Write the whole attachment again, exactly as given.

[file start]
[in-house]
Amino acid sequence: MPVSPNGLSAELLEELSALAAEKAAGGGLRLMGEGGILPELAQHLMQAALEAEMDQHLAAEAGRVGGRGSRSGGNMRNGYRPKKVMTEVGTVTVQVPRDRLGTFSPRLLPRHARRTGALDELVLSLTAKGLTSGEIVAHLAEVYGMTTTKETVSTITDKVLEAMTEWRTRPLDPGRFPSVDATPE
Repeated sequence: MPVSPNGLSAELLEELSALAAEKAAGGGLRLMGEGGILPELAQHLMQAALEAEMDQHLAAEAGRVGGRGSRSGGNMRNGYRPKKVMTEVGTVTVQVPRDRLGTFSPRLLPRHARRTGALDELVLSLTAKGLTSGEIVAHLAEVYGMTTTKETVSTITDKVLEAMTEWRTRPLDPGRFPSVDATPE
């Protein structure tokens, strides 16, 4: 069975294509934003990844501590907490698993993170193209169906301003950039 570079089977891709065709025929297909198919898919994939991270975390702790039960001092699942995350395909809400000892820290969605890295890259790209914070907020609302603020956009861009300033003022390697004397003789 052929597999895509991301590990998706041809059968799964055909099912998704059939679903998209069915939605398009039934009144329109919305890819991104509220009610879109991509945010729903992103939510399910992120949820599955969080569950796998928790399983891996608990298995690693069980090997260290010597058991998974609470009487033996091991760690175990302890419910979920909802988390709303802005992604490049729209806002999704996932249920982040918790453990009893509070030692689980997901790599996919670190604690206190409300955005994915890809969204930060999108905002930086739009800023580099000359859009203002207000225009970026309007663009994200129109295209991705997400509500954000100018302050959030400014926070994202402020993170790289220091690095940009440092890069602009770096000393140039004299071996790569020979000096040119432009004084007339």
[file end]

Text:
[in-house]
Amino acid sequence: MPVSPNGLSAELLEELSALAAEKAAGGGLRLMGEGGILPELAQHLMQAALEAEMDQHLAAEAGRVGGRGSRSGGNMRNGYRPKKVMTEVGTVTVQVPRDRLGTFSPRLLPRHARRTGALDELVLSLTAKGLTSGEIVAHLAEVYGMTTTKETVSTITDKVLEAMTEWRTRPLDPGRFPSVDATPE
Repeated sequence: MPVSPNGLSAELLEELSALAAEKAAGGGLRLMGEGGILPELAQHLMQAALEAEMDQHLAAEAGRVGGRGSRSGGNMRNGYRPKKVMTEVGTVTVQVPRDRLGTFSPRLLPRHARRTGALDELVLSLTAKGLTSGEIVAHLAEVYGMTTTKETVSTITDKVLEAMTEWRTRPLDPGRFPSVDATPE
């Protein structure tokens, strides 16, 4: 069975294509934003990844501590907490698993993170193209169906301003950039 570079089977891709065709025929297909198919898919994939991270975390702790039960001092699942995350395909809400000892820290969605890295890259790209914070907020609302603020956009861009300033003022390697004397003789 052929597999895509991301590990998706041809059968799964055909099912998704059939679903998209069915939605398009039934009144329109919305890819991104509220009610879109991509945010729903992103939510399910992120949820599955969080569950796998928790399983891996608990298995690693069980090997260290010597058991998974609470009487033996091991760690175990302890419910979920909802988390709303802005992604490049729209806002999704996932249920982040918790453990009893509070030692689980997901790599996919670190604690206190409300955005994915890809969204930060999108905002930086739009800023580099000359859009203002207000225009970026309007663009994200129109295209991705997400509500954000100018302050959030400014926070994202402020993170790289220091690095940009440092890069602009770096000393140039004299071996790569020979000096040119432009004084007339």